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Miss North Carolina moves to High Point after four decades in the capital city

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Miss North Carolina moves to High Point after four decades in the capital city

After 42 years based in Raleigh, the Miss North Carolina Organization is moving all its pageants to High Point Theatre in High Point this June. The move comes after a year hiatus due to COVID-19.

Prior to the pandemic shutting down large gatherings, the last Miss North Carolina pageant was hosted in Raleigh in 2019. In the same year, the Miss North Carolina Outstanding Teen pageant was held in High Point, according to Beth Knox, the executive director of the Miss North Carolina Organization.

“We had really outrun the space at (Raleigh) Memorial (Auditorium) to hold both programs consecutively,” Knox said. “We had a wonderful experience in High Point, producing our outstanding teen program. The businesses were very supportive of our organization while we were there.”

“It was not a difficult decision to relocate this program entirely to the Piedmont Triad area,” Knox said.

This year is different because it gave titleholders from 2019 an extra year to practice before the competition.

According to Knox, in March 2020, the Miss North Carolina Organization was informed by the Miss America Organization it would postpone the national competition for the year as a safety precaution due to COVID-19. The organization urged the state competitions to also postpone. After a vote, the Miss North Carolina Organization followed suit.

“It was overwhelmingly decided that we should postpone. We felt that was the right thing to do, and still think that was the right thing to do,” Knox said.

“This ought to be the most competitive Miss North Carolina competition we’ve ever had because they’ve had such an extensive period to perfect their craft,” she said.

Current Miss North Carolina titleholder, Alexandra Badgett, will be present to crown the 83rd Miss North Carolina. Badgett has lived in a few areas in North Carolina, including Jacksonville, where she held her local title before being crowned Miss North Carolina.

More than anything, Badgett is looking forward to the women having an opportunity to compete on stage after an uncertain year.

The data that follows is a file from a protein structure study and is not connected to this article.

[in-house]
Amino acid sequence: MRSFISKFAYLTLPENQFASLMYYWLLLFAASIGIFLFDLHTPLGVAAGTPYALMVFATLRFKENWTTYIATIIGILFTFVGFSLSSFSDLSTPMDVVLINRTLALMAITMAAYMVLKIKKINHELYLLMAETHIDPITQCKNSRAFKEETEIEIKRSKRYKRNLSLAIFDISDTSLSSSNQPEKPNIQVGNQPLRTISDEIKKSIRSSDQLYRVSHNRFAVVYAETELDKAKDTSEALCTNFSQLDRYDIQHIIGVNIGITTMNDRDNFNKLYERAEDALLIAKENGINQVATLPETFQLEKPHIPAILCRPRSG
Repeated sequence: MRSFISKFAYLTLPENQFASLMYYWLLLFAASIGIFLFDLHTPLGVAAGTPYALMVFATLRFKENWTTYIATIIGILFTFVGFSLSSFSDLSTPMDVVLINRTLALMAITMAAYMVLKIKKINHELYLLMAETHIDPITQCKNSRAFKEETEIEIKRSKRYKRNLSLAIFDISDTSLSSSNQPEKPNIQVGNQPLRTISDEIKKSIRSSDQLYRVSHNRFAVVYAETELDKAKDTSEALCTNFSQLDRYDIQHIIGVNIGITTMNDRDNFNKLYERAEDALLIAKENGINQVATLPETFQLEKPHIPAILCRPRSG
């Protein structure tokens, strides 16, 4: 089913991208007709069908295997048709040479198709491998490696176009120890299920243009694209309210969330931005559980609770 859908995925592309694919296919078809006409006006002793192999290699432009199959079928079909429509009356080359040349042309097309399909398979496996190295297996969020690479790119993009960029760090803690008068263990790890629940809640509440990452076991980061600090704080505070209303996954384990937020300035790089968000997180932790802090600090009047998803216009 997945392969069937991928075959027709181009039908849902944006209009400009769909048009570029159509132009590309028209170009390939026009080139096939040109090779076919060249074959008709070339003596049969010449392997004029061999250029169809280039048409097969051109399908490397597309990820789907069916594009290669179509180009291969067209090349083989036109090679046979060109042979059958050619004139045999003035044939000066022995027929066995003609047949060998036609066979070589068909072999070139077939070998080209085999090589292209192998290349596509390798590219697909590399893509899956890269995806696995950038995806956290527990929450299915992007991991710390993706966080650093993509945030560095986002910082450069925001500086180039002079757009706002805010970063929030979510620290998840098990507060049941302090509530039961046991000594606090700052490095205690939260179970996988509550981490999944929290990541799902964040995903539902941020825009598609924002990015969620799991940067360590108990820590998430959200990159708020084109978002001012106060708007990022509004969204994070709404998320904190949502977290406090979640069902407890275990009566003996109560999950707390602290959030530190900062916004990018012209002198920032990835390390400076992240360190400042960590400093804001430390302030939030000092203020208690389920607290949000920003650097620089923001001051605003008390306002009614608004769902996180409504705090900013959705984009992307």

“I can’t wait to see each of the young ladies finally have an opportunity to get on the stage and showcase what they have been working on for almost two years now!” Badgett said. “We have had so much uncertainty this past year, and the moment we all realize it is here and finally happening will be something truly special.”

During a typical year, Knox said the local titleholders attend the state competition in June. The winner of the state competition, Miss North Carolina, goes to the Miss America pageant. Miss North Carolina’s Outstanding Teen goes to the Miss America’s Outstanding Teen competition. The remaining women go home to continue to represent their community through acts of service.

The Miss America’s Outstanding Teen, established about 16 years ago, served the dual purpose of a fundraiser for the national organization and a theater program in the hopes that when the teens turn of age, they will compete for Miss North Carolina.

The only difference between the two competitions is that the teens must perform a short fitness routine. Both candidates must compete in several rounds, including a private interview, talent routine, on-stage question, and evening gown.

This year, since the women have been holding the local titles for nearly two years, all the title holders will be released of their responsibilities and able to compete again immediately after this state competition. A young woman cannot compete for a new title during a regular year until she has fulfilled the 365-day obligation and crowned the successor.

According to Knox, 34 state candidates are competing for Miss North Carolina, 31 for Miss North Carolina’s Outstanding Teen, and about 80 little girls participating in the non-competitive Carolina Princess Program.

The princess program is Knox’s favorite part as it is the reason she got involved with the volunteer-driven organization. The young girls partner with teens and young women in the competitive programs.